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A handful of Midtown business owners aren’t interested in being part of Harriman — despite arguments it will make their property values jump and more commercially appealing.
Harriman officials listening voted down a resolution to have an annexation referendum on the Nov. 6 ballot.
Officials, however, indicated they may revisit the issue to look at interested property owners.
Business owners attending a public hearing last week said the future isn’t their biggest concern. What does have them worried, however, is the city property taxes they would have to pay if they were incorporated.
“If any more taxes are piled on, that drive-in will probably go away,” said Doug Freeman, who operates Midtown Drive-in.
Jerry Farmer, who also operates a business in Midtown, said he’s not interested in being in the city, either.
“I don’t want to be annexed,” he said, pointing to two other residents beside him. “They don’t want to be annexed. All of us have been in business a long time in Midtown, and you all are going to run us out of business.”
Harriman Mayor Chris Mason assured them that property tax revenue isn’t what the city is interested in.
Instead, city leaders are focused on future growth along Hwy. 70 after the opening of Roane Medical Center by Covenant Health next year.
“What the intent is is to look at future development,” Mason said. “The city won’t collect sales tax on the businesses for 15 years.”
He said he believes being in the city, where a potential Cheddar’s or similar restaurant establishment can sell liquor by the drink, will give businesses potential for growth.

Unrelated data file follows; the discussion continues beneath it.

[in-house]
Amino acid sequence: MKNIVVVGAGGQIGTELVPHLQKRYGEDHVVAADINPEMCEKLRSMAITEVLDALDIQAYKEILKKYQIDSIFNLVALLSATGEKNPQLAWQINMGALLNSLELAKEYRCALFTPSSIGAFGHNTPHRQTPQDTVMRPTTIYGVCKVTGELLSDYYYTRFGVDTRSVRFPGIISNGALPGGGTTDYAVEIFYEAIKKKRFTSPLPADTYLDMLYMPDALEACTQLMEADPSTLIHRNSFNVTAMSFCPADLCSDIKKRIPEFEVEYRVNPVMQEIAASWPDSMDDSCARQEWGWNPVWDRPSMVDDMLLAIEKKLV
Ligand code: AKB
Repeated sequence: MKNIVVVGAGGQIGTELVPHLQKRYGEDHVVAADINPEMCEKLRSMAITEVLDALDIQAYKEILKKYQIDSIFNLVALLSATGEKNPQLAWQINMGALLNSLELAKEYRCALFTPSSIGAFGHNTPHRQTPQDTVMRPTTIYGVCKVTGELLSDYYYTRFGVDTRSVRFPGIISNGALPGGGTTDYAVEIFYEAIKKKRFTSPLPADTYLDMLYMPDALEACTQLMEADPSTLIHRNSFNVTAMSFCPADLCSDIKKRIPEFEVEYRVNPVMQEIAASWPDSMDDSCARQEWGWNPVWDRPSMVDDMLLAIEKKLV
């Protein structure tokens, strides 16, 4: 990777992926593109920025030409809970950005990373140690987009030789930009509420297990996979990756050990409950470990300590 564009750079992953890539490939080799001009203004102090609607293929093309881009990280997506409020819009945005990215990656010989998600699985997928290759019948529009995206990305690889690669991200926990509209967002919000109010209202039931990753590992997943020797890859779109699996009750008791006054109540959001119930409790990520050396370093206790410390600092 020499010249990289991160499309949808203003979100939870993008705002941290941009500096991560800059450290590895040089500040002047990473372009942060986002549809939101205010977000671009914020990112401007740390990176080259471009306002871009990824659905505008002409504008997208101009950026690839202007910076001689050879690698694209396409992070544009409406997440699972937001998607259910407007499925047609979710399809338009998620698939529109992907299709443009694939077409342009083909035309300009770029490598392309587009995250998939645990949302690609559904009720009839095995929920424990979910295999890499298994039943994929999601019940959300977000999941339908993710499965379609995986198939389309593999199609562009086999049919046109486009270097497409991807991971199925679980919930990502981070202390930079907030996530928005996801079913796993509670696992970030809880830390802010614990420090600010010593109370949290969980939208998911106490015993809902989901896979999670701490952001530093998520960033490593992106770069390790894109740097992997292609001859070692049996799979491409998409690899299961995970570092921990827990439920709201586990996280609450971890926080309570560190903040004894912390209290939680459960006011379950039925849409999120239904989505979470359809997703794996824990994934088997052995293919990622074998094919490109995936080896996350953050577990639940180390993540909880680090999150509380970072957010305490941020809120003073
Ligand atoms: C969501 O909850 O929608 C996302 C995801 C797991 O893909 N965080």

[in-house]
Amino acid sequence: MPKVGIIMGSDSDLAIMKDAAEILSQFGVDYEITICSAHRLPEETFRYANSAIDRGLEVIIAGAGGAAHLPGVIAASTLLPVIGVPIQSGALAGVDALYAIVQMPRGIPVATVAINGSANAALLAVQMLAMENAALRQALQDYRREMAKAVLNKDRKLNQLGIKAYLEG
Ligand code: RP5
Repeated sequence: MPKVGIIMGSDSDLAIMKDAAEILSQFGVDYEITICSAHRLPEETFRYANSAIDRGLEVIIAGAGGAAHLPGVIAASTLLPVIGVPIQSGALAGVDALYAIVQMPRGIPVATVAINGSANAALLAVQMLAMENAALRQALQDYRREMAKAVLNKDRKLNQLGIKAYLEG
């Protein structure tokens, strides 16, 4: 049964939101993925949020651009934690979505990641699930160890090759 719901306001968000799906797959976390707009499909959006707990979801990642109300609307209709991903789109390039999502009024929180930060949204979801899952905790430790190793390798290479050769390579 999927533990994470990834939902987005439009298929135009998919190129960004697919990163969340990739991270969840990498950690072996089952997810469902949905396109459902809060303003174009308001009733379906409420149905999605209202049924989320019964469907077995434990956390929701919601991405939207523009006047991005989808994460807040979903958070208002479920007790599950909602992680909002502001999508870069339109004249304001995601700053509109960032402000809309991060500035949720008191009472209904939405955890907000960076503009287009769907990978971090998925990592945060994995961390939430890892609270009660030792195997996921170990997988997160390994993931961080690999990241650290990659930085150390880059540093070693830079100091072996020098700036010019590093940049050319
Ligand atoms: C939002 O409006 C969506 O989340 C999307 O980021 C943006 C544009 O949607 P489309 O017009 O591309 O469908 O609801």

“If you don’t do this in the future, we’re not going to get the business in here to improve the quality of life for the people of Harriman and the county, either,” Councilman Ken Mynatt said.
Mason said increased fire and police protection are what the city can offer.
Councilman Buddy Holley said many bigger companies won’t locate on a property unless it’s in a corporate limits because of the fire protection cities can provide.
One Midtown property owner said he talked to his insurance agent at Grigsby Insurance and was told the fire rating would not help his insurance costs at all.
“I’m through and through Midtown,” said Melvin Marlow, who operates Midtown Discount Tire.
He said if he wanted to live in a city, he would move to one.
He also added Midtown residents were told by Harriman officials years ago they would not come after Midtown.
“They gave us their word,” Marlow said.
Those present also asked why some parcels were left off. Mason replied some people in the past requested not to be annexed, and the city has honored that.
Pattersons Home Appliances remains outside the city, but it’s surrounded by Harriman’s corporate limits.
Marlow said he wants the handshake he understood Steve Patterson received to stay out of the city.
Councilman J.D. Sampson has long pushed for annexations along Hwy. 70 to protect the city’s investment in Midtown from being absorbed into other communities.
Sampson pointed out the millions the city spent on the interchange and the development of Pinnacle Pointe, a shopping center that has anchored much of the growth at the I-40 exit.
Property owners were also concerned they wouldn’t have a vote because they do not live on their property.
Officials said state law requires that residents in the proposed annexed area vote. Property owners who do not live there are not eligible to vote.